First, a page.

Ethiopia

Ethiopians are passionate and proud of their country – and rightly so. Ethiopia is filled with natural beauty, dramatic landscapes and is a country of great cultural diversity. It’s also home to nine UNESCO World Heritage sites, one of the oldest civilisations, and of course, it’s famous for its coffee.

A brief introduction to Ethiopia

Ethiopia is a country of great diversity and has over 80 different ethnic groups. The largest is Oromo, with a population of around 30 million people. Travel through Ethiopia and you’ll experience this cultural richness in dance and song.
 
Known for its coffee, Ethiopia is the origin of the coffee bean. It’s rare that a meeting of significance will be held without a ceremonial brewing. Coffee exports are Ethiopia’s largest foreign exchange earner and the country produces more coffee than any other nation on the continent.
 
Despite strong economic growth, there are still issues with poverty, sanitation, access to water and also Ethiopia’s health workers moving abroad for better economic opportunities.
 

What are the eye health problems?

As a landlocked country with a population of over 90 million, poor sanitation results in a very high number of contagious diseases. One of these is trachoma. It’s a disease of poverty, and is placing many generations of people – especially mothers and children – at risk of blindness.  Women are two and a half times more likely to develop trichiasis and blindness as a result of trachoma. More than 76 million are living in trachoma endemic areas and 800,000 people are at risk of blindness.
 
We work in the largest and most populous state, Oromia. Here, trachoma is confirmed to be endemic. 27 million people are at risk of developing the disease and 200,000 could lose their sight without surgery. People who suffer eye damage and blindness can’t work and must rely on the care of other family members, which is often left to females. This has a negative effect on their life and education is disrupted and their future opportunities become limited.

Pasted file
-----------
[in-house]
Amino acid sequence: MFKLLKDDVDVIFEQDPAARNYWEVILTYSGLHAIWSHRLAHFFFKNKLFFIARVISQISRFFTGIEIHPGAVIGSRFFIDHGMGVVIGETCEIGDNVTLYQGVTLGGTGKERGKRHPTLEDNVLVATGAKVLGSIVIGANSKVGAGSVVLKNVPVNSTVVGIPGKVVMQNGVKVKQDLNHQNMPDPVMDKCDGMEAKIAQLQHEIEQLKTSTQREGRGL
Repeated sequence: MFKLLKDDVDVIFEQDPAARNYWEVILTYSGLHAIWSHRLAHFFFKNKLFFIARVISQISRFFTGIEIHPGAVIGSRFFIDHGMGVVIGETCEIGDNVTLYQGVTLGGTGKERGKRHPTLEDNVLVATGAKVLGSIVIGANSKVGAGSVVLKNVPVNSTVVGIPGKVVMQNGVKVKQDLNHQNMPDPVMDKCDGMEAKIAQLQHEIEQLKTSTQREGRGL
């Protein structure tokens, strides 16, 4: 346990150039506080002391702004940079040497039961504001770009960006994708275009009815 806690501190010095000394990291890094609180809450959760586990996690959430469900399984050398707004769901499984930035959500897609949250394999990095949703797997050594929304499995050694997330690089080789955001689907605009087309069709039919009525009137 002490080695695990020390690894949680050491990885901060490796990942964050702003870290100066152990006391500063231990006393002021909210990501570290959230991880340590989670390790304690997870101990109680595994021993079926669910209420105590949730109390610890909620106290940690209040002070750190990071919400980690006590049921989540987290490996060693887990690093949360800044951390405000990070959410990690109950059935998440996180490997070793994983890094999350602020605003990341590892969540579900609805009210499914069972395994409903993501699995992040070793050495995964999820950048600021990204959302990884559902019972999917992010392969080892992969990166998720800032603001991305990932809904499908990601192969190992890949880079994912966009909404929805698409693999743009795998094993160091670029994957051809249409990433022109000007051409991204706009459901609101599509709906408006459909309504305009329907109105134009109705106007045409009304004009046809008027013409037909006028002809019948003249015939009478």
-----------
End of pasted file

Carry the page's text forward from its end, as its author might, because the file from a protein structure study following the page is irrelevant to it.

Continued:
The Foundation’s programs in Ethiopia

There remain many obstacles to better eye health in Ethiopia. For starters, there’s a shortage of trained eye health nurses and specialist doctors – the country has only 120 ophthalmologists, and most work in Addis Ababa. Medical infrastructure, equipment and supplies are in chronic short supply.
 
The Fred Hollows Foundation has implemented the SAFE program which is endorsed by the World Health Organisation. This is part of our strategy to eradicate trachoma in Ethiopia, and we work with communities and our partners to implement this.
 
We’re also training female health extension workers who speak with women in the community and encourage them to value their health, promote our trachoma work, have their eyes checked and to receive surgery if they need it. Encouraging women to be a part of their community’s welfare will not only help with education and prevention, but will begin to address the gender imbalance.
 
Treating people with trachoma is relatively cheap and simple, and while eliminating it is difficult, it’s within our reach.

We’re making significant progress

Thanks to some great work with our partners, we achieved a lot last year in some of our key strategic areas.

In-country programs
  • Treated over 10,425,547 people with over 17,653,260 doses of  antibiotics for trachoma
  • Performed over 19,722 lid surgeries to treat trichiasis
  • Examined 70,233  people
  • Supported 280 cataract operations 

Research, training and technology
  • Trained 5,926 teachers and community health workers
  • Trained 80  surgeons, 10 clinic support staff and supported 10,731 people to attend other eye health related courses
  • Supplied $126,747 worth of equipment essential for tackling trachoma in the Oromia region 
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